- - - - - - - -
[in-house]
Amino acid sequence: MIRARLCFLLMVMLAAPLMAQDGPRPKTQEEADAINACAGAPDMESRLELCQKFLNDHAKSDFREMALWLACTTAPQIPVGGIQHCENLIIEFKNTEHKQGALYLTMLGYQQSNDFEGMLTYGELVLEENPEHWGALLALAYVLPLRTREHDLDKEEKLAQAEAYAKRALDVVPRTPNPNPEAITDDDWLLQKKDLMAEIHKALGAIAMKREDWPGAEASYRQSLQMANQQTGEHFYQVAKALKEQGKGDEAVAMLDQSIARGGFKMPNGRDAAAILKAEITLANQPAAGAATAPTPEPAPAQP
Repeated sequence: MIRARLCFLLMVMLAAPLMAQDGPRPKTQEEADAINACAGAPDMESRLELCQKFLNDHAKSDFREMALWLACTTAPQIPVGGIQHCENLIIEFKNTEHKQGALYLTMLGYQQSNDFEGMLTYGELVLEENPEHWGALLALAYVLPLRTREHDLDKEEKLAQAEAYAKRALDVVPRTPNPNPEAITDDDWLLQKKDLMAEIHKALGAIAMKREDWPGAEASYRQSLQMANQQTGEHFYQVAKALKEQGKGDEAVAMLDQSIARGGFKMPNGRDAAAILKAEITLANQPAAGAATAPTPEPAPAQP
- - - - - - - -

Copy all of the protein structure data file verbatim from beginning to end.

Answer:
[in-house]
Amino acid sequence: MIRARLCFLLMVMLAAPLMAQDGPRPKTQEEADAINACAGAPDMESRLELCQKFLNDHAKSDFREMALWLACTTAPQIPVGGIQHCENLIIEFKNTEHKQGALYLTMLGYQQSNDFEGMLTYGELVLEENPEHWGALLALAYVLPLRTREHDLDKEEKLAQAEAYAKRALDVVPRTPNPNPEAITDDDWLLQKKDLMAEIHKALGAIAMKREDWPGAEASYRQSLQMANQQTGEHFYQVAKALKEQGKGDEAVAMLDQSIARGGFKMPNGRDAAAILKAEITLANQPAAGAATAPTPEPAPAQP
Repeated sequence: MIRARLCFLLMVMLAAPLMAQDGPRPKTQEEADAINACAGAPDMESRLELCQKFLNDHAKSDFREMALWLACTTAPQIPVGGIQHCENLIIEFKNTEHKQGALYLTMLGYQQSNDFEGMLTYGELVLEENPEHWGALLALAYVLPLRTREHDLDKEEKLAQAEAYAKRALDVVPRTPNPNPEAITDDDWLLQKKDLMAEIHKALGAIAMKREDWPGAEASYRQSLQMANQQTGEHFYQVAKALKEQGKGDEAVAMLDQSIARGGFKMPNGRDAAAILKAEITLANQPAAGAATAPTPEPAPAQP